Blogging in the Classroom: Not Only Why, But HOW!

A somewhat frustrated smiley face icon holds up a sign that says "Blogger" beneath the icon for Google Blogger.  A grinning smiley face icon with full lips and bright, white teeth points up at the WordPress logo and looks triumphant. In between the two competing smiley face emoticons, we see, in red, "vs."


Rachel Mazique

If you’re anything like me, you may be hesitant to set up a new platform for teaching and writing in your classroom. Or, even if you’re convinced that blogging in a rhetoric or literature classroom is a great idea, you may avoid doing so because you’ve never run a blog, been a blogger, or fear the possible breakdowns of working online in an unknown digital space and losing student work.

As I prepared for teaching a literature course for the first time this semester, I made up my mind that I wanted to try setting up a new classroom space. In the past, I worked with PBworks, and while that digital space was extremely useful, it is not the most visually appealing space. Since my class is a “Literature, Visual Culture, and Deaf Studies” course, I planned on incorporating several YouTube videos relevant to the course, and I wanted these compiled in a public space—a sort of public classroom portfolio that students could share with friends, family, and also easily enjoy at home. 

Since this would be my first time managing a blog, I wanted to work with a user-friendly site. A quick Google search turns up pages like this one, which lists Blogger and WordPress as two of the top blog websites for creating free blogs. I looked at both, and although Blogger requires that you set up/own a Gmail account to get started (since it’s now owned by Google), its home page is incredibly streamlined. Within a few minutes of playing around, I was able to set up a blog spot for my class.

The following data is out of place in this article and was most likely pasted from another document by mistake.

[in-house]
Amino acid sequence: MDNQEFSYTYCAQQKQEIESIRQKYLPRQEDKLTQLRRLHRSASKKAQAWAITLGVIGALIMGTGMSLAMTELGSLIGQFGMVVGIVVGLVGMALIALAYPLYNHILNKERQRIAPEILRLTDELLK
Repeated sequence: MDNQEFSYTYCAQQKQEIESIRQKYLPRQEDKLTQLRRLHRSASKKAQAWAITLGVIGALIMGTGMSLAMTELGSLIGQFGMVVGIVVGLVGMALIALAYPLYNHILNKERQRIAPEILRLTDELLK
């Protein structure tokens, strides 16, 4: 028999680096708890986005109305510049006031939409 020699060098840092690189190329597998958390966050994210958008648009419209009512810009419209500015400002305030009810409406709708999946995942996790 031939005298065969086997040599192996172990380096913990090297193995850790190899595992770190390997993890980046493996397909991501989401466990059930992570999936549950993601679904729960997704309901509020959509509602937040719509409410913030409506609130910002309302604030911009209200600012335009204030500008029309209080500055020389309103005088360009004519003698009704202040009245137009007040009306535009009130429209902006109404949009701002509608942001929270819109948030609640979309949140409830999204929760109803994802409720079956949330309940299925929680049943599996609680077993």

Working with WordPress was not as intuitive, and its dashboard is a bit more intimidating at first. After playing around with both and reading about the pros and cons of each blogging platform , I found that I preferred Blogger. Before running with it though, I needed to see if it was conducive to classroom work. I wanted students to be able to modify their settings in accordance with their preferences re: privacy. I also wanted to retain a modicum of control over this public space. 

After much reading of blogs—including those by teachers, with more pros and cons from a pedagogical standpoint—including this one from “Professor Beej,” (B.J. Keeton), a “writer, teacher, and runner,” I started to lean towards WordPress—especially because of it’s comment moderating capability. I eventually discovered that the University of Texas at Austin runs a University Blog Service on the WordPress platform.

Learning that my university’s Information Technology Services ran a WordPress platform for its faculty, staff, and students alleviated my concerns about having a support system in case anything went wrong. Students here at UT can log in to a blog created through our university’s blog service with their UT EID. Instructors can easily set up their new class blogs at home—again, through our UT EID.

In the end, after hours of playing around and teaching myself WordPress’ functions, I decided on WordPress over Blogger. Once the university approves our request for a blog page, we can even personalize our URLs. Here’s mine:

I love our class blog’s functionality, and I haven’t looked back since.


Disclaimers: I have students customize their usernames and decide whether they want to use their full names, first names, last names, or a pseudonym/nickname.


A couple of key points from our university’s Service Level Agreement:

“The University Blog Service does not meet FERPA requirements for use by faculty within their courses.”

University Blog Service subscribers agree to:

  • Not post or store any Category-I data in the University Blog Service.
  • Provide critical information to ITS in a timely manner when requested for purposes of resolving subscriber issues.




Creative Commons License
All materials posted to this site are licensed under a Creative Commons Attribution-NonCommercial-ShareAlike 3.0 Unported License. We invite you to use and remix these materials, but please give credit where credit is due. In addition, we encourage you to comment on your experiments with and adaptations of these plans so that others may benefit from your experiences.


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